Valentine’s Day — like any holiday where we give gifts — can create immense pressure to buy the right thing or devise an elaborate experience. Many people worry about disappointing their loved one. They assume that pricey or extravagant presents are the way to go.
However, as clinical psychologist Kathy Nickerson, Ph.D, said, “the best gifts are something thoughtful and personal.”
Life coach Nova Reed, MA, CLC, suggested couples make an agreement to give gifts from the heart — “no wildly extravagant gifts, no marriage proposals, no grand expectations, just the purest, sweetest expression of romance and love.”
She also encouraged individuals to remind ourselves of the origin and true meaning of Valentine’s Day. According to one legend, Valentine was a priest in Rome in the third century who secretly married soldiers with their loves, she said.
“The Emperor Claudius had outlawed soldiers to marry, deciding single men made better soldiers. Despite risk to his own life, Valentine performed ceremonies, secretly, uniting and celebrating love.”
For Reed, who works with couples, “this is the soul of Valentine’s Day.”
She shared these suggestions for meaningful gifts:
- Give your partner the key to your heart. As Reed said, “I adore the tradition in Europe to give keys as a romantic symbol and invitation to unlock the giver’s heart.” One idea is to copy a house key in gold tone, and to inscribe it with something that is meaningful for both of you. This could be the day you met, your first kiss, each of your initials, or a special symbol that only both of you know about.
- Make a whole day of it. Surprise your partner by serving breakfast in bed and joining them. Make pancakes “in the shape of hearts with sweet words spelled out in berries resting in whip cream,” Reed said. Think of it as creating your own retreat. Watch comedies or romantic movies. In the afternoon give your partner a massage using scented oils. At night share champagne, strawberries and hors d’ oeuvres.
- Buy a silk flower, and on each petal write meaningful words or phrases.
- Create a time capsule. In the spirit of St. Valentine and his secret unions, each of you can write what you hope your life looks like this year and how you feel about your partner today. Then pick one object that symbolizes your love. Keep the letters and object a secret. Place them in a container or thermos. “Bury this container like a time capsule, and plant a flower or special plant over it to symbolize the growth of your life together. The next Valentine’s Day retrieve your capsule for you each to read what the other wrote and reminisce.”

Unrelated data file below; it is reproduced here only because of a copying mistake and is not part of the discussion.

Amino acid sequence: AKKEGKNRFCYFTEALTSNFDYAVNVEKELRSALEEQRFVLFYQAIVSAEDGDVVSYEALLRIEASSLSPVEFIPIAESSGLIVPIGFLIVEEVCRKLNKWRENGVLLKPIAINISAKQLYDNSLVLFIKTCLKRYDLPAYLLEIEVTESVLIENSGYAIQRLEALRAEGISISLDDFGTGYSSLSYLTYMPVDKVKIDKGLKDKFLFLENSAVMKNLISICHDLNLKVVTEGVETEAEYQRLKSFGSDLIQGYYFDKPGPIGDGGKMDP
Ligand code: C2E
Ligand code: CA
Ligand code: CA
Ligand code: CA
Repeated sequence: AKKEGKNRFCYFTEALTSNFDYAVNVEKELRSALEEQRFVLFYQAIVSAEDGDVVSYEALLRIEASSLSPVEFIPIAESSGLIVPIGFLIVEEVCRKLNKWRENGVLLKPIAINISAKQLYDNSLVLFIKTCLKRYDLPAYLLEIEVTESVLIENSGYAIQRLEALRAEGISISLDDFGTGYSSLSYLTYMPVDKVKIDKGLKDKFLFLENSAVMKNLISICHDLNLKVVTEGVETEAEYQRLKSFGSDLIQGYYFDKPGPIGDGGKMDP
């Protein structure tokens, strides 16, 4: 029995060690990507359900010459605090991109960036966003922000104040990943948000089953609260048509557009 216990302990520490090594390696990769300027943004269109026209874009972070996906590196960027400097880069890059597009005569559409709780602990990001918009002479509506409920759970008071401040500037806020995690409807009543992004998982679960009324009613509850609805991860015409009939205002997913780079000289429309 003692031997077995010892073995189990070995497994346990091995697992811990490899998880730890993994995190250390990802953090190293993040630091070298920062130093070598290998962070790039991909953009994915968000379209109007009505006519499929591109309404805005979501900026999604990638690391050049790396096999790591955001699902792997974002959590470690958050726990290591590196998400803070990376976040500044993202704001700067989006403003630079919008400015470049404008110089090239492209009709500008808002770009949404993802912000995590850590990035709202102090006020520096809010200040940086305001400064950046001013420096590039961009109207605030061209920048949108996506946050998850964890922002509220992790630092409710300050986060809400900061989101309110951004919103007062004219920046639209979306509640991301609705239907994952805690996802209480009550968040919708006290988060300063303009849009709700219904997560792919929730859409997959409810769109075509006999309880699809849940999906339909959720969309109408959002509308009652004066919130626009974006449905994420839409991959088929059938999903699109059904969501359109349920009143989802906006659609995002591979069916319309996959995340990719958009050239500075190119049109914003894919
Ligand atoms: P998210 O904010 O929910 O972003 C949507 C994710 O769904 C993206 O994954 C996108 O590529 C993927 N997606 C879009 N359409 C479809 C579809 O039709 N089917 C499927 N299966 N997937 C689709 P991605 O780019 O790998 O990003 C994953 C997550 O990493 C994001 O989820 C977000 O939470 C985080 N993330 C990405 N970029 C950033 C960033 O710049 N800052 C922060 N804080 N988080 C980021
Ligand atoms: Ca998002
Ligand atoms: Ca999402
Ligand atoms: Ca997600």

Nickerson, who specializes in relationships in Orange County, Calif., views Valentine’s Day as another “opportunity to focus on love and relationships.”
She shared these creative suggestions for gifts:
- Cut out snowflakes or hearts from any pretty paper. On each piece, write something that you love about your partner. Put the pieces of paper into a glass bowl.
- Create a box of happy memories. Fill a decorative box, which you can buy or make, with “snapshots, shells, ticket stubs, or anything you like that reminds you of great times shared together,” Nickerson said.
- Give a coupon book. Make it yourself by binding beautiful paper with glue or yarn. Hand-write 10 coupons for anything that’ll be meaningful to your partner. Nickerson shared these examples: “I’ll take the kids out for the day so you can have the house to yourself” or “This coupon is good for a home-cooked meal and a 20-minute massage.”
- Create an original work of art. This might be anything from a song to a poem to a painting.
- Build your partner a rack for their ties or a shoe organizer or anything else that’s personal to them.
When selecting your gift, Nickerson suggested avoiding anything overtly sexual, unless you’re positive that your partner will like it.
“I can recall getting a teary phone call from a client who received fur-lined handcuffs from her new husband for Valentine’s Day. She thought this meant that something needed to change, that he wasn’t happy with their sex life, and that she was boring.”
Lingerie and a heartfelt card will probably make good gifts, but she reminded readers that the holiday is about “love and closeness, not sex per se.”
Nickerson also stressed the importance of knowing your partner’s love language. That is, ask yourself: “How do they express love? Do they like to give gifts to people, or do they prefer to do an act of service, like make someone a nice meal and deliver it? Does your partner treasure greeting cards and love letters, or would they rather have a long kiss and a warm embrace?”
Ultimately, whatever gift you decide to give, spotlight the reasons your partner matters to you, Nickerson said. “Make your gift about them.”